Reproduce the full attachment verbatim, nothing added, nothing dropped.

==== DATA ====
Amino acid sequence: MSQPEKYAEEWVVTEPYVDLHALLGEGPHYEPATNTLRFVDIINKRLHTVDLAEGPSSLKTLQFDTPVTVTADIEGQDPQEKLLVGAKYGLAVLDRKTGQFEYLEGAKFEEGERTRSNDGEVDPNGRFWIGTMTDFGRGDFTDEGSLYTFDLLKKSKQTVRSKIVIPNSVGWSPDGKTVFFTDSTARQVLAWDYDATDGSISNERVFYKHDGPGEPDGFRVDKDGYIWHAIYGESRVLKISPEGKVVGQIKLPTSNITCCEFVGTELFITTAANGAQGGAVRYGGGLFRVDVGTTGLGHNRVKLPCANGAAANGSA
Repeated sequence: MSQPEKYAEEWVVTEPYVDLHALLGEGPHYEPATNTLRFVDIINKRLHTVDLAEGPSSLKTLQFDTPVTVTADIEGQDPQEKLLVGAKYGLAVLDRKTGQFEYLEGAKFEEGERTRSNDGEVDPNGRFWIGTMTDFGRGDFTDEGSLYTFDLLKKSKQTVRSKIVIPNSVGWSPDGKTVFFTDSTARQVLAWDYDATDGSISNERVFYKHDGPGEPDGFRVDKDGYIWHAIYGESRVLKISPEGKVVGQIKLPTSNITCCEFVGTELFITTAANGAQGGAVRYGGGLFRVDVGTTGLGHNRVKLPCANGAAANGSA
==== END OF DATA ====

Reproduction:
Amino acid sequence: MSQPEKYAEEWVVTEPYVDLHALLGEGPHYEPATNTLRFVDIINKRLHTVDLAEGPSSLKTLQFDTPVTVTADIEGQDPQEKLLVGAKYGLAVLDRKTGQFEYLEGAKFEEGERTRSNDGEVDPNGRFWIGTMTDFGRGDFTDEGSLYTFDLLKKSKQTVRSKIVIPNSVGWSPDGKTVFFTDSTARQVLAWDYDATDGSISNERVFYKHDGPGEPDGFRVDKDGYIWHAIYGESRVLKISPEGKVVGQIKLPTSNITCCEFVGTELFITTAANGAQGGAVRYGGGLFRVDVGTTGLGHNRVKLPCANGAAANGSA
Repeated sequence: MSQPEKYAEEWVVTEPYVDLHALLGEGPHYEPATNTLRFVDIINKRLHTVDLAEGPSSLKTLQFDTPVTVTADIEGQDPQEKLLVGAKYGLAVLDRKTGQFEYLEGAKFEEGERTRSNDGEVDPNGRFWIGTMTDFGRGDFTDEGSLYTFDLLKKSKQTVRSKIVIPNSVGWSPDGKTVFFTDSTARQVLAWDYDATDGSISNERVFYKHDGPGEPDGFRVDKDGYIWHAIYGESRVLKISPEGKVVGQIKLPTSNITCCEFVGTELFITTAANGAQGGAVRYGGGLFRVDVGTTGLGHNRVKLPCANGAAANGSA